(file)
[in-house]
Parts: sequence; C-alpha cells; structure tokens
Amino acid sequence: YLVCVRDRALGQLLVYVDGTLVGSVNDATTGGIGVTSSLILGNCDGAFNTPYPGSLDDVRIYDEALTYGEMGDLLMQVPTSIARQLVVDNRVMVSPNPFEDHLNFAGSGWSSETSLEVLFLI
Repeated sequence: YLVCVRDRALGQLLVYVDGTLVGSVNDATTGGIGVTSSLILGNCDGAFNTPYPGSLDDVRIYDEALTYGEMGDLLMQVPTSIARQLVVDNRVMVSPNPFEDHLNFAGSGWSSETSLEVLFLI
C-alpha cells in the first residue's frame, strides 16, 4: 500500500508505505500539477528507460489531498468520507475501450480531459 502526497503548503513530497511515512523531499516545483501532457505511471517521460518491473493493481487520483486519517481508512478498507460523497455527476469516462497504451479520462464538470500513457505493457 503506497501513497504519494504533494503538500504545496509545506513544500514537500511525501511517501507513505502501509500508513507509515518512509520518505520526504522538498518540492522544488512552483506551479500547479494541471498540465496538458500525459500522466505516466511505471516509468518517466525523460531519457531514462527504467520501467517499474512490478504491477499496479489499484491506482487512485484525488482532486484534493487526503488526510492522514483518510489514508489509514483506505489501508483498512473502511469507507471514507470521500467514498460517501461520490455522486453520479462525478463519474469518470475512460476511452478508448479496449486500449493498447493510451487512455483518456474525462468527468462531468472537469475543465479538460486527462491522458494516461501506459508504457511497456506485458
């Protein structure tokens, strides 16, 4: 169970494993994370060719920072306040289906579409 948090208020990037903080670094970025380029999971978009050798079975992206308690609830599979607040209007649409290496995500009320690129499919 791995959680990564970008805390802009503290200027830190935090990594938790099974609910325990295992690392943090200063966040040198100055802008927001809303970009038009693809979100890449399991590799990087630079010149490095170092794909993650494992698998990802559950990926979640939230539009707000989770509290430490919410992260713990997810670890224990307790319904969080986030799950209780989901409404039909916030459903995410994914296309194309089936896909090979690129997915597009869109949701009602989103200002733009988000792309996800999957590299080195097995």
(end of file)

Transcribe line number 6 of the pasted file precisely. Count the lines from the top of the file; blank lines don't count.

């Protein structure tokens, strides 16, 4: 169970494993994370060719920072306040289906579409 948090208020990037903080670094970025380029999971978009050798079975992206308690609830599979607040209007649409290496995500009320690129499919 791995959680990564970008805390802009503290200027830190935090990594938790099974609910325990295992690392943090200063966040040198100055802008927001809303970009038009693809979100890449399991590799990087630079010149490095170092794909993650494992698998990802559950990926979640939230539009707000989770509290430490919410992260713990997810670890224990307790319904969080986030799950209780989901409404039909916030459903995410994914296309194309089936896909090979690129997915597009869109949701009602989103200002733009988000792309996800999957590299080195097995």